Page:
They say the best way to protect something is to personalize it. So please, meet the Great Lakes…
The environment of the Great Lakes region is blessed with huge forests and wilderness areas, rich agricultural land, hundreds of tributaries and thousands of smaller lakes, and extensive mineral deposits. The region’s glacial history and the tremendous influence of the lakes themselves create unique conditions that support a wealth of biological diversity, including more than 130 rare species and ecosystems.
The environment supports a world-class fishery and a variety of wildlife, such as white-tailed deer, beaver, muskrat, weasel, fox, black bear, bobcat, moose and other furbearing animals. Bird populations thrive on the various terrains, some migrating south in the winter, others making permanent homes. An estimated 180 species of fish are native to the Great Lakes, including small- and large-mouth bass, muskellunge, northern pike, lake herring, whitefish, walleye and lake trout. Rare species making their home in the Great Lakes region include the world’s last known population of the white catspaw pearly mussel, the copper redhorse fish and the Kirtland’s warbler.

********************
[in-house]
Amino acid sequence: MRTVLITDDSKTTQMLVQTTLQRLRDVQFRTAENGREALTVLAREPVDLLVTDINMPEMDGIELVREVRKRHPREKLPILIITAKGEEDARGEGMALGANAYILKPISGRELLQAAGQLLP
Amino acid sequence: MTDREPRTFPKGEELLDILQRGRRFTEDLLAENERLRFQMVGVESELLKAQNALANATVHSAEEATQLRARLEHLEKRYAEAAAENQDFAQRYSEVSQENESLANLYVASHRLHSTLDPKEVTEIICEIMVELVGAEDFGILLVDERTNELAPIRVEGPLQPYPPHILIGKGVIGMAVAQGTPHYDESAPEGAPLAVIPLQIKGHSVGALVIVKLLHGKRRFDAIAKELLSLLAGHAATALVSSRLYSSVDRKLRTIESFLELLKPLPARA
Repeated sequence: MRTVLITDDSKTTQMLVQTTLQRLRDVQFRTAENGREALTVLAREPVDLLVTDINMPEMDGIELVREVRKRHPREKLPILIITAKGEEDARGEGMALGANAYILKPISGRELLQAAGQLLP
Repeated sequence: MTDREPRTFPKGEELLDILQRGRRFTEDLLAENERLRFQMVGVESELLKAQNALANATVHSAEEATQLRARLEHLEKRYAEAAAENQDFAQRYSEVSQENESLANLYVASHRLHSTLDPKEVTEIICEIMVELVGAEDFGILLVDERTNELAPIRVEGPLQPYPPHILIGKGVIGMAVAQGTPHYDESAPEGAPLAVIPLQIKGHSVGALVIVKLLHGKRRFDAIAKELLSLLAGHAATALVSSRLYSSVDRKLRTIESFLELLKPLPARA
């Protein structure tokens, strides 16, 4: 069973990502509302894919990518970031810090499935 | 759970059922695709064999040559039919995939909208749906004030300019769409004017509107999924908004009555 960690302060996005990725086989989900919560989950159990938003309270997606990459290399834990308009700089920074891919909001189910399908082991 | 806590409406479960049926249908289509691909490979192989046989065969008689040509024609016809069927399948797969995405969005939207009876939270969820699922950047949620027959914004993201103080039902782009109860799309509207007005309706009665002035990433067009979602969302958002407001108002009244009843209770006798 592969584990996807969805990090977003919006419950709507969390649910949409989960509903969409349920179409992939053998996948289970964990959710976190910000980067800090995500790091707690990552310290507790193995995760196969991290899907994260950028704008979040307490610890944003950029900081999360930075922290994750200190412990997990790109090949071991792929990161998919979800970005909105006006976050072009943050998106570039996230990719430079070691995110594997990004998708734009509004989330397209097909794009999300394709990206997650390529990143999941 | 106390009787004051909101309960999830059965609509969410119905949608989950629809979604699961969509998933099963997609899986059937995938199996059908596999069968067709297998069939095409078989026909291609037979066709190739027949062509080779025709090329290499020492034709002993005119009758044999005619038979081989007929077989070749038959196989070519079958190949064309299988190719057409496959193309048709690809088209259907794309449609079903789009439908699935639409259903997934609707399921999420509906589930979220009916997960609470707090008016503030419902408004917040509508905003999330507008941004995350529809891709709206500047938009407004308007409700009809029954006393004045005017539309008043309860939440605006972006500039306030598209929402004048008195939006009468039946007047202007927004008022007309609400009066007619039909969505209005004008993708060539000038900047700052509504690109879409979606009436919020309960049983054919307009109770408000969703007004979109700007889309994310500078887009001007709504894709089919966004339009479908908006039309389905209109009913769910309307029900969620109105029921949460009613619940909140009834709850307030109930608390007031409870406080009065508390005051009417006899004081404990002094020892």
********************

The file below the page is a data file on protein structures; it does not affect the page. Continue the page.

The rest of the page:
The region’s sand dunes, coastal marshes, rocky shorelines, lakeplain prairies, savannas, forests, fens, wetlands and other landscapes contain features that are either unique or best represented withink the Great Lakes basin. For example, the world’s largest freshwater dunes line the shores of Lake Michigan.
Over the course of history, many types of pollution have inflicted and been reduced in the region, yet significant challenges remain. These range from threats to divert water out of the Great Lakes basin to the introduction of nonindigenous invasive species and airborne toxics into the basin. Protection of water quality and sustainable development remain long-term goals. Link
Unless otherwise specified, all pictures are courtesy of: SeaWiFS Project, NASA/FSFC, and GeoEye